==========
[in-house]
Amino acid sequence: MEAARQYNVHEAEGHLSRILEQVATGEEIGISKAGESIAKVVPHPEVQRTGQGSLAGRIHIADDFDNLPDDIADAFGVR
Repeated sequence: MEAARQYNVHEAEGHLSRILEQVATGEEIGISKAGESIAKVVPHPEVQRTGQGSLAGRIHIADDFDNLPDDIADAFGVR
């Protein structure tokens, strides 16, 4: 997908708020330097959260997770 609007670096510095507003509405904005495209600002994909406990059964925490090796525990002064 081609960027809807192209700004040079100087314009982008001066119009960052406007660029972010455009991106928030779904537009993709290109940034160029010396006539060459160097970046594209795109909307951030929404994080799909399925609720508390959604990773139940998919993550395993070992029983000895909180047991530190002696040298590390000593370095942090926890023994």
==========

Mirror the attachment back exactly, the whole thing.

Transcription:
[in-house]
Amino acid sequence: MEAARQYNVHEAEGHLSRILEQVATGEEIGISKAGESIAKVVPHPEVQRTGQGSLAGRIHIADDFDNLPDDIADAFGVR
Repeated sequence: MEAARQYNVHEAEGHLSRILEQVATGEEIGISKAGESIAKVVPHPEVQRTGQGSLAGRIHIADDFDNLPDDIADAFGVR
């Protein structure tokens, strides 16, 4: 997908708020330097959260997770 609007670096510095507003509405904005495209600002994909406990059964925490090796525990002064 081609960027809807192209700004040079100087314009982008001066119009960052406007660029972010455009991106928030779904537009993709290109940034160029010396006539060459160097970046594209795109909307951030929404994080799909399925609720508390959604990773139940998919993550395993070992029983000895909180047991530190002696040298590390000593370095942090926890023994």